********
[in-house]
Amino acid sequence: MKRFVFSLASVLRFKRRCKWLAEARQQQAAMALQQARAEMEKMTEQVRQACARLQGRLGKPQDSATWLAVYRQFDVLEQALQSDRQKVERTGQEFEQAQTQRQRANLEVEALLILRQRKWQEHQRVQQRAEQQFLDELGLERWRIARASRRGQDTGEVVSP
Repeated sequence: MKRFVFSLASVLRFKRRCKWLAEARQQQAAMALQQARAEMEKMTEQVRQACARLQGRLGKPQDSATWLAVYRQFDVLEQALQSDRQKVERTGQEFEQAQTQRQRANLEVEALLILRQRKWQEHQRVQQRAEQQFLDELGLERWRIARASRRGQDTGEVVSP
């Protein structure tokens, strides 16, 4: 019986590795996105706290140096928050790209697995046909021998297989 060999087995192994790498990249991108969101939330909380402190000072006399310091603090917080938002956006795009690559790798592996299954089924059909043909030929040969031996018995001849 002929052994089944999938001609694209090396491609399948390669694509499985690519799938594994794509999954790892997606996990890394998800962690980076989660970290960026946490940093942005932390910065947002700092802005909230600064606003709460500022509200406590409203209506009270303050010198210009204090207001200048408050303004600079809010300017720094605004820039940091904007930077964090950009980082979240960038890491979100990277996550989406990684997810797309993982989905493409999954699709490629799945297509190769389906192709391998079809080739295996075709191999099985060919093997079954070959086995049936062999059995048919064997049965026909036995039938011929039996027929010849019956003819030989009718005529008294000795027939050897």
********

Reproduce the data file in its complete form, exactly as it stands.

[in-house]
Amino acid sequence: MKRFVFSLASVLRFKRRCKWLAEARQQQAAMALQQARAEMEKMTEQVRQACARLQGRLGKPQDSATWLAVYRQFDVLEQALQSDRQKVERTGQEFEQAQTQRQRANLEVEALLILRQRKWQEHQRVQQRAEQQFLDELGLERWRIARASRRGQDTGEVVSP
Repeated sequence: MKRFVFSLASVLRFKRRCKWLAEARQQQAAMALQQARAEMEKMTEQVRQACARLQGRLGKPQDSATWLAVYRQFDVLEQALQSDRQKVERTGQEFEQAQTQRQRANLEVEALLILRQRKWQEHQRVQQRAEQQFLDELGLERWRIARASRRGQDTGEVVSP
């Protein structure tokens, strides 16, 4: 019986590795996105706290140096928050790209697995046909021998297989 060999087995192994790498990249991108969101939330909380402190000072006399310091603090917080938002956006795009690559790798592996299954089924059909043909030929040969031996018995001849 002929052994089944999938001609694209090396491609399948390669694509499985690519799938594994794509999954790892997606996990890394998800962690980076989660970290960026946490940093942005932390910065947002700092802005909230600064606003709460500022509200406590409203209506009270303050010198210009204090207001200048408050303004600079809010300017720094605004820039940091904007930077964090950009980082979240960038890491979100990277996550989406990684997810797309993982989905493409999954699709490629799945297509190769389906192709391998079809080739295996075709191999099985060919093997079954070959086995049936062999059995048919064997049965026909036995039938011929039996027929010849019956003819030989009718005529008294000795027939050897």